Vatican City, Dec 15, 2017 / 10:41 am (CNA/EWTN News).- Music and art are especially suited to helping us more deeply comprehend the true meaning of the mystery of Christmas, said Pope Francis in remarks on Friday.
“Art is an impressive means of opening the doors of the mind and heart to the true meaning of Christmas. The creativity and genius of artists, with their work, music and singing are able to reach the innermost depths of the conscience,” the Pope said Dec. 15.
“Art enters precisely into the depths of the conscience.”
“Christmas,” he continued, “is a feast that is heart-felt, participatory and capable of warming the coldest of hearts, of removing barriers of indifference towards our neighbors and encouraging openness towards others and a free gift (of self).”
“This is why today we need to spread the message of peace and fraternity proper to Christmas; we need to represent this event by expressing the authentic sentiments that animate it.”
Pope Francis spoke to those involved in the organization and performance of the 25th edition of the Vatican’s annual charity concert: “Christmas at the Vatican,” which will take place Dec. 16.
This year the concert supports two children’s projects: The Pontifical Foundation “Scholas Occurrentes” and a program to free children enslaved in the coltan mines of the Democratic Republic of the Congo.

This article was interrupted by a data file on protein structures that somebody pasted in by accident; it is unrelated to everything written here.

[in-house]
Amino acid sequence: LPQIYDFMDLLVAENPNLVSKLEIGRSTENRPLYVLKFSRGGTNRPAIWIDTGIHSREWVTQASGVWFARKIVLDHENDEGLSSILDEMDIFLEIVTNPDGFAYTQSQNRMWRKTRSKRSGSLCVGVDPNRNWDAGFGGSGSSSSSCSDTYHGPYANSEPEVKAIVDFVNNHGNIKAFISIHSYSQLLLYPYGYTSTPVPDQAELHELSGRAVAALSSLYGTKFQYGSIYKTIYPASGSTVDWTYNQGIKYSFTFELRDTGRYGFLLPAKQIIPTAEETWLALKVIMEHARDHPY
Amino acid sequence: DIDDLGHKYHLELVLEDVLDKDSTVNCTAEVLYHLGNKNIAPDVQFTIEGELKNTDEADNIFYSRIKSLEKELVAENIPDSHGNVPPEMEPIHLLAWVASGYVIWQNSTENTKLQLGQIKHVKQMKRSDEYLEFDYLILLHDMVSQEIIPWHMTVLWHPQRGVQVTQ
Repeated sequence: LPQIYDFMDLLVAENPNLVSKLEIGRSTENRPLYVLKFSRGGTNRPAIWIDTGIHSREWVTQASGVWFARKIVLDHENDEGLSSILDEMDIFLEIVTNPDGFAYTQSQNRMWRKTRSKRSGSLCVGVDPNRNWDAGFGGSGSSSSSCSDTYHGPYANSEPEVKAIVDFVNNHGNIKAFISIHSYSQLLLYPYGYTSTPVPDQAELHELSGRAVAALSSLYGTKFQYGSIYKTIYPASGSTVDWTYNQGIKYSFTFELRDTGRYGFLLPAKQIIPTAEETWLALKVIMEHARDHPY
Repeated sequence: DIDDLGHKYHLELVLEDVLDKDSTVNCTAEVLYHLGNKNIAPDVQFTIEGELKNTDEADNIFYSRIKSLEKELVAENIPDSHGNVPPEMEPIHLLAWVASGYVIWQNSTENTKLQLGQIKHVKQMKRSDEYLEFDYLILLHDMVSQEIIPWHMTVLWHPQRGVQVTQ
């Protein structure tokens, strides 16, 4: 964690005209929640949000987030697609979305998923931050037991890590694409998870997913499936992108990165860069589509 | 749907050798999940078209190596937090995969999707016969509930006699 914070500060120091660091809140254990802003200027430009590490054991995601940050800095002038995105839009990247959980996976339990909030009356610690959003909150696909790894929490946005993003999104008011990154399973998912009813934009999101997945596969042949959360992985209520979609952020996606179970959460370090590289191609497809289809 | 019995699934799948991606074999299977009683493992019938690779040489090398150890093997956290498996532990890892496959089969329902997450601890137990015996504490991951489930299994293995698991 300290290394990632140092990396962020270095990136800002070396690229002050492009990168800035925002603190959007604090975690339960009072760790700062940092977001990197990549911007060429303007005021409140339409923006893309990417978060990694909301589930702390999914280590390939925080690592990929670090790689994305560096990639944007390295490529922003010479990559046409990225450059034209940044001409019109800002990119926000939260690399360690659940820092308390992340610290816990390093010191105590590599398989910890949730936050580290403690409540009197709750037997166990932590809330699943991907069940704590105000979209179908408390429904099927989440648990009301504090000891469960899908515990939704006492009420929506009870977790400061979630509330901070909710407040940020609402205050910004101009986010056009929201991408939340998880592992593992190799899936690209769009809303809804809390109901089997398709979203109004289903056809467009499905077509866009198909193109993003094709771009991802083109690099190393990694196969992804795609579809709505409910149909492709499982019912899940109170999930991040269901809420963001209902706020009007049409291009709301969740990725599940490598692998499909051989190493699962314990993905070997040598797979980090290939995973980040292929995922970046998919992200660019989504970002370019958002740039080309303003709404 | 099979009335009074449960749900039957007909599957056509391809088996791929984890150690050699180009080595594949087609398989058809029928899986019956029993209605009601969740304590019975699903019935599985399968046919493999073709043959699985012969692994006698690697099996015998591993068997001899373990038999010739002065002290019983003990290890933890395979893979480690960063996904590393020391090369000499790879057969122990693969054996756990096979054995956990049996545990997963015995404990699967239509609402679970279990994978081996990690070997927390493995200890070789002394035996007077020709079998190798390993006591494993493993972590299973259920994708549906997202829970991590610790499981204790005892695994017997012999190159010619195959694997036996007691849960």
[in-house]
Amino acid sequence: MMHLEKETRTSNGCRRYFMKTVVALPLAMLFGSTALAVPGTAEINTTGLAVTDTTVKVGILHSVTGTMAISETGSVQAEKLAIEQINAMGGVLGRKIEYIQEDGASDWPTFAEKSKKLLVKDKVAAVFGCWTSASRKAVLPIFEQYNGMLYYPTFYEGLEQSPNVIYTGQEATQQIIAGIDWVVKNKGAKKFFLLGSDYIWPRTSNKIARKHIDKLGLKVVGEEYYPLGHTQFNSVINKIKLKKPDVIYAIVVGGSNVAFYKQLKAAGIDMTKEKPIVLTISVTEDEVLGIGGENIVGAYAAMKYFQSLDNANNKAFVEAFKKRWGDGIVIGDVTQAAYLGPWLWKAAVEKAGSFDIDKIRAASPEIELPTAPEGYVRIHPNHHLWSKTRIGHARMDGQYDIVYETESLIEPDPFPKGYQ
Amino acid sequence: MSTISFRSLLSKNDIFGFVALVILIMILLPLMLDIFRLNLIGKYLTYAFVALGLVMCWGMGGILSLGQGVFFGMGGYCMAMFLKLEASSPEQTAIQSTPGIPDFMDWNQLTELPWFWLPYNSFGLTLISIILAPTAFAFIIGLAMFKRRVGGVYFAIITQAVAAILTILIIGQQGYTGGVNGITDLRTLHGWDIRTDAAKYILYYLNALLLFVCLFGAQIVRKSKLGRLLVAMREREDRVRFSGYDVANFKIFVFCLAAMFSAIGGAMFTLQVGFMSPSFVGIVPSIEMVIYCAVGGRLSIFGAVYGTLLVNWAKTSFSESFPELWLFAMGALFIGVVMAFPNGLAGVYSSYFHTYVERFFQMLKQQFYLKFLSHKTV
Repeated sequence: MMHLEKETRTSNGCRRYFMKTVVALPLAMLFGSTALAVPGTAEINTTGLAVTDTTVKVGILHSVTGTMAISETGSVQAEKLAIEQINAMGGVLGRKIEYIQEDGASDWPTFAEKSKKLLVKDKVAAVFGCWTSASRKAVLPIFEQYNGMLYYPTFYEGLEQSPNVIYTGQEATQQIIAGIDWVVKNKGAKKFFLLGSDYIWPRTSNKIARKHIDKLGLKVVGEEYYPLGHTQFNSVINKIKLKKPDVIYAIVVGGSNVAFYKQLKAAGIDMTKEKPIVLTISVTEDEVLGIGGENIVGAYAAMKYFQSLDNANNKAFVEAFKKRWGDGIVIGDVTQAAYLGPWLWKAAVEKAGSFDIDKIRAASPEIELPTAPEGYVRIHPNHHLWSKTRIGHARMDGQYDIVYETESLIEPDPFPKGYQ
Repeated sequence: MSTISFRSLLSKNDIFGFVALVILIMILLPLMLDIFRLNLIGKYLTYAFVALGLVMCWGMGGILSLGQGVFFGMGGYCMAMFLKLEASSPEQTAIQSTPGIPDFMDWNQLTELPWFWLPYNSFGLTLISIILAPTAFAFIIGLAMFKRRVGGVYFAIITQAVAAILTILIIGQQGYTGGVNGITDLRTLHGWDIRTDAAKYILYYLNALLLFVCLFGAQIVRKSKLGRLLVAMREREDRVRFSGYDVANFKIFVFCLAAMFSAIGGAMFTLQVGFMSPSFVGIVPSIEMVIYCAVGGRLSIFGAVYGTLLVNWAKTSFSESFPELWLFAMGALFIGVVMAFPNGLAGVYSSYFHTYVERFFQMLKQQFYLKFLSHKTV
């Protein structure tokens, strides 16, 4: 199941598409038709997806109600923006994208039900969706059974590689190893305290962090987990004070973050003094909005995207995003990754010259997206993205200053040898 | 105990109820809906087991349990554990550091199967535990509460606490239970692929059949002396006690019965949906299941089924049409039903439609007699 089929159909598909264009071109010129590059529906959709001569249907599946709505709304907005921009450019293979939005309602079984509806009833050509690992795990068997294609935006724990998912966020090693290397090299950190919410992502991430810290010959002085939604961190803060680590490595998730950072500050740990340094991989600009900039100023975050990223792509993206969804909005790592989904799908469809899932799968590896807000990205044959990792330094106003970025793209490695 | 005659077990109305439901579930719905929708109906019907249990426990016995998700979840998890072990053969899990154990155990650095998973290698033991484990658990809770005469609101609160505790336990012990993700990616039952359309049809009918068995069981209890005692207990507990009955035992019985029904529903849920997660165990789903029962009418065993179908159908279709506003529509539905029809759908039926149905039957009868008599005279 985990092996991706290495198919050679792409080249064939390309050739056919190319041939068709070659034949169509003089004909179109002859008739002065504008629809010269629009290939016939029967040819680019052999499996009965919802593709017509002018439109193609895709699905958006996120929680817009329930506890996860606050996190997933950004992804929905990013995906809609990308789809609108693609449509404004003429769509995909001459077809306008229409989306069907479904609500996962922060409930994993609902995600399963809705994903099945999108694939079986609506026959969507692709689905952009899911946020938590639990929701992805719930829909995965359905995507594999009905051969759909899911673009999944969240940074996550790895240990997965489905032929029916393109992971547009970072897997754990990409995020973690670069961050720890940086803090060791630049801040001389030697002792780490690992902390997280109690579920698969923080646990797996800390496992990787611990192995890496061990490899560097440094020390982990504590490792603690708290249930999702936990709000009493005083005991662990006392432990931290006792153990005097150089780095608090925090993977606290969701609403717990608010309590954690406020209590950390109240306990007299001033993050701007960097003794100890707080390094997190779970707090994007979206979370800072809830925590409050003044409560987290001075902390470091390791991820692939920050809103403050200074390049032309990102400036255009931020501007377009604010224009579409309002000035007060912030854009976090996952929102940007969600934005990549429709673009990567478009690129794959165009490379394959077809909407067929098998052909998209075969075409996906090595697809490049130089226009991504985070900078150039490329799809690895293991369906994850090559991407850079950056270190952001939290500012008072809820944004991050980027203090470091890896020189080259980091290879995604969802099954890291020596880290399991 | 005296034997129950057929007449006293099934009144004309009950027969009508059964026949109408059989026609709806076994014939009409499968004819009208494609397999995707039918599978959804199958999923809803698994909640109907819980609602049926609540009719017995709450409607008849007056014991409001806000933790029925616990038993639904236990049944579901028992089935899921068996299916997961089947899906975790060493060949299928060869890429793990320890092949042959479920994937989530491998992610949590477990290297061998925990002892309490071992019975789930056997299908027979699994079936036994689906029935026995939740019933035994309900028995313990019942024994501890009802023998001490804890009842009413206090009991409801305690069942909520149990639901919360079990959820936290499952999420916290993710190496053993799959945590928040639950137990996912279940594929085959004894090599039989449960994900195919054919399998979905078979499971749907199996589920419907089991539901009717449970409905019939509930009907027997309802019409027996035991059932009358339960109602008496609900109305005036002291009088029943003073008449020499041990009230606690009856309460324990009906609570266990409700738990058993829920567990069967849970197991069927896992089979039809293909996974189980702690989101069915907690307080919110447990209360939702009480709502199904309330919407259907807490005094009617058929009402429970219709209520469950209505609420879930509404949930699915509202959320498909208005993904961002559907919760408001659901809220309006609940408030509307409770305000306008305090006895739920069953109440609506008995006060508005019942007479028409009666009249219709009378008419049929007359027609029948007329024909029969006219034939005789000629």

It includes performances by Italian and international musicians and vocalists, including a children’s choir from Rome.
Scottish singer Annie Lennox and American singer-songwriter Patti Smith will also perform, as well as Suor Cristina, the young Ursuline Sister of the Holy Family who captivated millions when she won the 2014 edition of The Voice Italy.
Upon entering the Clementine Hall, the Pope was greeted by the sounds of a Christmas carol sung by various singers, including the children of the Italian “Small Choir of Piazza Vittorio” and members of the Art Voice Academy and Hallelujah Gospel Singers.
Pope Francis thanked all those who will take part, including performers and audience members, for showing concern for those in need of help and solidarity.
He said that he hopes the Christmas concert can be an opportunity to sow tenderness in the world, a word that is, he said, “much forgotten today.”
“Sow the tenderness, the peace and the welcome which spring from the cave of Bethlehem,” he said.
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